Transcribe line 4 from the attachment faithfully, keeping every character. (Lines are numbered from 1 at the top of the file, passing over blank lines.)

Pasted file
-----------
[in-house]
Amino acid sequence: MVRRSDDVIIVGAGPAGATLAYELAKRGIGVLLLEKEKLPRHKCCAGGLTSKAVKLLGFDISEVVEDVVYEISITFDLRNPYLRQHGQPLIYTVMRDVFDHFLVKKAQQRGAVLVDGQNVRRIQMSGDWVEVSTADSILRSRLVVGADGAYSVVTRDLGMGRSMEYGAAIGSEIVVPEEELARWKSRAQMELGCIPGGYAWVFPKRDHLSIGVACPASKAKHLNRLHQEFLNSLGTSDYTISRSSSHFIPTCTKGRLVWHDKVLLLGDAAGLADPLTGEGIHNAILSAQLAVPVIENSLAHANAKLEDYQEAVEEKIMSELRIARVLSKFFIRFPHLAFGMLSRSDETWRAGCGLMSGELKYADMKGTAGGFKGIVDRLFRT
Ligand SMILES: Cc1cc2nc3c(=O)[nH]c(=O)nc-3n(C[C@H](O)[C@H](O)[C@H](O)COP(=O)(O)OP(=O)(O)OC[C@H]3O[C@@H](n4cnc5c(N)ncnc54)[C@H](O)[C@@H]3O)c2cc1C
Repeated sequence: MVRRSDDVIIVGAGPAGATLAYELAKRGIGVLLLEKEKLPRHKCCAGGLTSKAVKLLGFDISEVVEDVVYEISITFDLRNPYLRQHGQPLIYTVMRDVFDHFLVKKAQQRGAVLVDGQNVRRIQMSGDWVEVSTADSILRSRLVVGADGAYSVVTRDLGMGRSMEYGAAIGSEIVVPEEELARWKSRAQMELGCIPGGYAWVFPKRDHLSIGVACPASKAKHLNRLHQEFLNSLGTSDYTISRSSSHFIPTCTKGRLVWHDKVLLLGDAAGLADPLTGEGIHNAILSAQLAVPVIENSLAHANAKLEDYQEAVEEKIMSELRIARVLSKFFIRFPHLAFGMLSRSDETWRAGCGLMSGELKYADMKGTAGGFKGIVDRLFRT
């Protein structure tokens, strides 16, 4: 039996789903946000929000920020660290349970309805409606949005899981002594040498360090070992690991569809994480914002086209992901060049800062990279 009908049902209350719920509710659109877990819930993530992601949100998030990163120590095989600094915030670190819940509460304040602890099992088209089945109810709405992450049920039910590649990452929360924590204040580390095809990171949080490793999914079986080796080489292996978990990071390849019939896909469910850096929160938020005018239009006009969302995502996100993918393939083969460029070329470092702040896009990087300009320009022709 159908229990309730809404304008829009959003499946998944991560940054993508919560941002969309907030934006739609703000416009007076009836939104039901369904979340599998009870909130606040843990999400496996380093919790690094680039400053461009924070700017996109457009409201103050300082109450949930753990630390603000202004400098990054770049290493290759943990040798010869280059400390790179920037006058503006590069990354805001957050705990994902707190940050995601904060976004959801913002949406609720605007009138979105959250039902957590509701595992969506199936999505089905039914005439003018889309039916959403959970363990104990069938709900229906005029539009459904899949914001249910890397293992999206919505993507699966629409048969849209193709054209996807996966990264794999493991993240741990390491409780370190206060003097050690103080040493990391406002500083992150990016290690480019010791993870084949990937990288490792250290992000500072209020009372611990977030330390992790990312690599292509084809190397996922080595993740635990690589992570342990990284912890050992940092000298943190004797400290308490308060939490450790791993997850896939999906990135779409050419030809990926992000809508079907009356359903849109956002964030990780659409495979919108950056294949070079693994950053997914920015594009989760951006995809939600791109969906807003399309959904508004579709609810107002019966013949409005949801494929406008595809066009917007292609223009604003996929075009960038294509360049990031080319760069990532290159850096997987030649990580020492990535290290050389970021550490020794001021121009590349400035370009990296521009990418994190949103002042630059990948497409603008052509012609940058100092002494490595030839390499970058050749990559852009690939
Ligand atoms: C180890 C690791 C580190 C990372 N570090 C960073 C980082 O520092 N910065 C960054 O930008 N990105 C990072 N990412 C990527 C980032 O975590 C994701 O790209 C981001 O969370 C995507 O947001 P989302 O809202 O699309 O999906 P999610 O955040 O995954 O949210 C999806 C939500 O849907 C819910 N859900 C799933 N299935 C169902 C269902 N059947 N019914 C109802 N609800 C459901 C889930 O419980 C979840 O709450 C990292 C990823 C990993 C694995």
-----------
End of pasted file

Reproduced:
Repeated sequence: MVRRSDDVIIVGAGPAGATLAYELAKRGIGVLLLEKEKLPRHKCCAGGLTSKAVKLLGFDISEVVEDVVYEISITFDLRNPYLRQHGQPLIYTVMRDVFDHFLVKKAQQRGAVLVDGQNVRRIQMSGDWVEVSTADSILRSRLVVGADGAYSVVTRDLGMGRSMEYGAAIGSEIVVPEEELARWKSRAQMELGCIPGGYAWVFPKRDHLSIGVACPASKAKHLNRLHQEFLNSLGTSDYTISRSSSHFIPTCTKGRLVWHDKVLLLGDAAGLADPLTGEGIHNAILSAQLAVPVIENSLAHANAKLEDYQEAVEEKIMSELRIARVLSKFFIRFPHLAFGMLSRSDETWRAGCGLMSGELKYADMKGTAGGFKGIVDRLFRT